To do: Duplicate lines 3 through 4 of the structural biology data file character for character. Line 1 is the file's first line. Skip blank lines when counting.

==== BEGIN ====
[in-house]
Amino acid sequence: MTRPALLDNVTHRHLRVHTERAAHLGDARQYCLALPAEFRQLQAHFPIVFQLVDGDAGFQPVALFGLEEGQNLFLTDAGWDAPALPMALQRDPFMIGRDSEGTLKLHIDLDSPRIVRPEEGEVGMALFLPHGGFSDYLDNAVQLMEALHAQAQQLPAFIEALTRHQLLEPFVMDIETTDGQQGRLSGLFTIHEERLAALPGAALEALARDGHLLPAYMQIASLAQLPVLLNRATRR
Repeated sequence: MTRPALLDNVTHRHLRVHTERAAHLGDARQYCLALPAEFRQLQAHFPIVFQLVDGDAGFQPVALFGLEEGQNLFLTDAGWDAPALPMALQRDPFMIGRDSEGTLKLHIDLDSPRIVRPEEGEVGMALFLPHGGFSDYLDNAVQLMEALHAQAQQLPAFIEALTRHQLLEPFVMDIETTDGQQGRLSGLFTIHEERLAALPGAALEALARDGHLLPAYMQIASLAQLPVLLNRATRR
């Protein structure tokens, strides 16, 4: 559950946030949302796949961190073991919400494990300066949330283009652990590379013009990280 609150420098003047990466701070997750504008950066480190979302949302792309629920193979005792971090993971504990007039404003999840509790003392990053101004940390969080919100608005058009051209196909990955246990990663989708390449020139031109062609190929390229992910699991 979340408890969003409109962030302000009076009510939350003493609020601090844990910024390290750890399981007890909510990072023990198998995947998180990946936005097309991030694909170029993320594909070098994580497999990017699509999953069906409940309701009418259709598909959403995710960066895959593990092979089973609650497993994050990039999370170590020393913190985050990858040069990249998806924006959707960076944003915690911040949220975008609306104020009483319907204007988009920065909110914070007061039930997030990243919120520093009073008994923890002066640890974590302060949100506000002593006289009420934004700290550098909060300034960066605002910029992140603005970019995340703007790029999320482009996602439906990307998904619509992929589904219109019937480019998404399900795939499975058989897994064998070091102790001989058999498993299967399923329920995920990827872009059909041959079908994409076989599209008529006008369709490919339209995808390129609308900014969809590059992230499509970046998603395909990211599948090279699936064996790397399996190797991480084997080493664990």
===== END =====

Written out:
Repeated sequence: MTRPALLDNVTHRHLRVHTERAAHLGDARQYCLALPAEFRQLQAHFPIVFQLVDGDAGFQPVALFGLEEGQNLFLTDAGWDAPALPMALQRDPFMIGRDSEGTLKLHIDLDSPRIVRPEEGEVGMALFLPHGGFSDYLDNAVQLMEALHAQAQQLPAFIEALTRHQLLEPFVMDIETTDGQQGRLSGLFTIHEERLAALPGAALEALARDGHLLPAYMQIASLAQLPVLLNRATRR
């Protein structure tokens, strides 16, 4: 559950946030949302796949961190073991919400494990300066949330283009652990590379013009990280 609150420098003047990466701070997750504008950066480190979302949302792309629920193979005792971090993971504990007039404003999840509790003392990053101004940390969080919100608005058009051209196909990955246990990663989708390449020139031109062609190929390229992910699991 979340408890969003409109962030302000009076009510939350003493609020601090844990910024390290750890399981007890909510990072023990198998995947998180990946936005097309991030694909170029993320594909070098994580497999990017699509999953069906409940309701009418259709598909959403995710960066895959593990092979089973609650497993994050990039999370170590020393913190985050990858040069990249998806924006959707960076944003915690911040949220975008609306104020009483319907204007988009920065909110914070007061039930997030990243919120520093009073008994923890002066640890974590302060949100506000002593006289009420934004700290550098909060300034960066605002910029992140603005970019995340703007790029999320482009996602439906990307998904619509992929589904219109019937480019998404399900795939499975058989897994064998070091102790001989058999498993299967399923329920995920990827872009059909041959079908994409076989599209008529006008369709490919339209995808390129609308900014969809590059992230499509970046998603395909990211599948090279699936064996790397399996190797991480084997080493664990």